#2 – Planchet Errors
- Blank planchets — These are coins not struck by dies, so they have no heads or tails. Values are $3+.
- Clipped Planchets — Coins with straight- or crescent-shaped edges are caused by being miscut and are worth about $5 or more.
- Off-Metal Or Wrong Planchet Errors — These particularly rare errors happen when a coin is struck on a planchet that was intended for another coin (such as a Jefferson nickel design being struck on a planchet for a Lincoln cent). Wrong planchet and off-metal errors are worth about $200 and up.
#3 – Strike Errors
- Broadstrikes — When a coin isn’t struck in its retaining collar, the coin will be flatter and wider than usual and will not show a finished rim. Broadstrikes may be struck centered or off-center but will show all lettering and design details. Values start at around $5 and can go up dramatically, depending on the coin.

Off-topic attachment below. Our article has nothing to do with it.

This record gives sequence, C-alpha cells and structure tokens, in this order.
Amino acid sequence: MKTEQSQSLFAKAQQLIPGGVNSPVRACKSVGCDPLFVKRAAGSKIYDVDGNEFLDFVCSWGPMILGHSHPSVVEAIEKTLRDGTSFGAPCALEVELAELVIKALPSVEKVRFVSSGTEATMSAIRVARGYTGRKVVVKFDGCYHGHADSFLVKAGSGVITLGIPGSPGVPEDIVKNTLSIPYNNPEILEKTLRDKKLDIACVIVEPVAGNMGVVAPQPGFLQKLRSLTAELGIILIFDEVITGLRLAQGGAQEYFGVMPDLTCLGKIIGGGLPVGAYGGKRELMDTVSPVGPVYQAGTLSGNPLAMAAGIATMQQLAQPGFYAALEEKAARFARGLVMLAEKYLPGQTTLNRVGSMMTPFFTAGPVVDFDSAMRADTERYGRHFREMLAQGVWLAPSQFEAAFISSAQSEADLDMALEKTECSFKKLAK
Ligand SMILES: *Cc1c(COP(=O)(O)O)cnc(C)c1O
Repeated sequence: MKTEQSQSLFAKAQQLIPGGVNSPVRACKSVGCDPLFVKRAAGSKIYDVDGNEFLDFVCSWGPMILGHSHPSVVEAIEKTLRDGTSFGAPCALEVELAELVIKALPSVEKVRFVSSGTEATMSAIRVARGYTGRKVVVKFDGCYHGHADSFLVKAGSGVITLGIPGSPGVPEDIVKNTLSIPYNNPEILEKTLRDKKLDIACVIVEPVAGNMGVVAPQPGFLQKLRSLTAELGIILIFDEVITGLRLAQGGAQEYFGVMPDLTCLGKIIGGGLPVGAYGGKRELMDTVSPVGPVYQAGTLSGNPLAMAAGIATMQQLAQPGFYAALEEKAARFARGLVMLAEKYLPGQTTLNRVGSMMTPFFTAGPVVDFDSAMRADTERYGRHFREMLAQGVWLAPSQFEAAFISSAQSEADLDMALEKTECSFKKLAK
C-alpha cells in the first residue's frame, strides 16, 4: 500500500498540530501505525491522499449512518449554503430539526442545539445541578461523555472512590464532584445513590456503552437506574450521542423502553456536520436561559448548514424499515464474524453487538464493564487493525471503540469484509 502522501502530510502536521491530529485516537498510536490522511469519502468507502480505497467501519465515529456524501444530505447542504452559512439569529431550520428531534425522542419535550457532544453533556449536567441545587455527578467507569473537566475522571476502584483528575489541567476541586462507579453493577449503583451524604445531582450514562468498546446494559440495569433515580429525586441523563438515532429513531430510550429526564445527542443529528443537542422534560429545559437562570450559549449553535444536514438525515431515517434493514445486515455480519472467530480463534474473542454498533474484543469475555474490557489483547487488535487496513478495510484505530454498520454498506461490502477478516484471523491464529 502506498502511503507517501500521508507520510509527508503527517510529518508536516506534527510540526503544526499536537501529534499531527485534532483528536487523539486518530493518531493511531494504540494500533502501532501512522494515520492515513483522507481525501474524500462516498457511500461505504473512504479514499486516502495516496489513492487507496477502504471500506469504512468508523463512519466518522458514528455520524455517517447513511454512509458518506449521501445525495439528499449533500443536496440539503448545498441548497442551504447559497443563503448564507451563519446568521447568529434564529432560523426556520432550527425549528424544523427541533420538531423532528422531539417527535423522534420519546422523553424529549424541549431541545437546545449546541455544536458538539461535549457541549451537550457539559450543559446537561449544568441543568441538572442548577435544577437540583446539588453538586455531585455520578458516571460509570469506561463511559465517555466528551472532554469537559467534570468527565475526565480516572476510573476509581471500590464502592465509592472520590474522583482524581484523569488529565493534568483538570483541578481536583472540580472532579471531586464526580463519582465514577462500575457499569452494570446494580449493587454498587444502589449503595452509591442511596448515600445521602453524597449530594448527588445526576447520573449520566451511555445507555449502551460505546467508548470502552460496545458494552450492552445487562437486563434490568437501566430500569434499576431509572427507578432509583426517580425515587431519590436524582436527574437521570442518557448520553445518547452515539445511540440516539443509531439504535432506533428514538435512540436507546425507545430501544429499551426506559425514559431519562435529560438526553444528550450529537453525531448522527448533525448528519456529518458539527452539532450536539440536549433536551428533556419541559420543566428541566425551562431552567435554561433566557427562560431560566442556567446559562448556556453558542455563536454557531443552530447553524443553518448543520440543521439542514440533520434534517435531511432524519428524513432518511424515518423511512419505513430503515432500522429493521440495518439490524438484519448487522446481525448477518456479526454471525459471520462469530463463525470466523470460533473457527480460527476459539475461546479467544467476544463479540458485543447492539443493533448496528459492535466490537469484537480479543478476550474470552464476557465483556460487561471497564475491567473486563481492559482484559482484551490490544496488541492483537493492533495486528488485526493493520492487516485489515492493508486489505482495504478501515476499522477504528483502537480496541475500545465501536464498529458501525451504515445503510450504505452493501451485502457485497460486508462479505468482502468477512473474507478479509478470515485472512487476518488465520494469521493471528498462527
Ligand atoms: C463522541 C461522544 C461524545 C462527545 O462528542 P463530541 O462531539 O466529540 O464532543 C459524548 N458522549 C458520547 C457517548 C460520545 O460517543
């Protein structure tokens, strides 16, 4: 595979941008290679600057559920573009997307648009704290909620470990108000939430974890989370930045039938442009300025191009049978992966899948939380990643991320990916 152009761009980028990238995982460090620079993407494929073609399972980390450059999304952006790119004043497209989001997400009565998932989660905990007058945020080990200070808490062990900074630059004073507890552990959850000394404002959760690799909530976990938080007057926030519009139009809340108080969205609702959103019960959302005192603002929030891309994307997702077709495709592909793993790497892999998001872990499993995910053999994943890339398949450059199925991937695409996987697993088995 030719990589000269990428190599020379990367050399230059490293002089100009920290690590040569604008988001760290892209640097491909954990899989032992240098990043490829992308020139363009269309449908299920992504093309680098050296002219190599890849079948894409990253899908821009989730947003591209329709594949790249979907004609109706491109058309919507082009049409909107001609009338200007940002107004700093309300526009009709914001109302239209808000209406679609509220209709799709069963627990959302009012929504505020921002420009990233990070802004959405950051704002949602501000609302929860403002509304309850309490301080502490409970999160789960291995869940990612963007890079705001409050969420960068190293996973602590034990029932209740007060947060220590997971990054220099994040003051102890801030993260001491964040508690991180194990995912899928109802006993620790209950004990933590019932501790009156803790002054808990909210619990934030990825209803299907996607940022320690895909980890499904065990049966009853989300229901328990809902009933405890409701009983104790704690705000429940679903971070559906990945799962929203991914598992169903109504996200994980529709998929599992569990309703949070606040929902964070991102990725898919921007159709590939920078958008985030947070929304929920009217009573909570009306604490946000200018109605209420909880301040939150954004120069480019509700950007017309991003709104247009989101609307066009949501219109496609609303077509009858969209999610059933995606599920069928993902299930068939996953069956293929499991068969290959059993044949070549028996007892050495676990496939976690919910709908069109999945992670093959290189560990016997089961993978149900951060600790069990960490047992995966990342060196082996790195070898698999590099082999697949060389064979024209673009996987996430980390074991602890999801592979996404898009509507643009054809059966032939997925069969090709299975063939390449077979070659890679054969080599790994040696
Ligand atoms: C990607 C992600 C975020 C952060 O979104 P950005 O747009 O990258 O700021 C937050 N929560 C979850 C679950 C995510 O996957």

- Brockages — If a coin stays adhered to a die instead of ejecting as usual, the stuck coin will subsequently strike the next planchet in line, impressing a mirror image of the same side of the coin onto the next coin. This can result in a coin with effectively two heads or two tails. Brockage errors are worth about $75 and up.
- Multiple Strikes — Coins that aren’t properly ejected may be struck multiple times by the same die, creating a multiple strike error. (These are not the same thing as a doubled die, a variety originating with the creation of a die.) Multiple strikes can be worth $25 and up.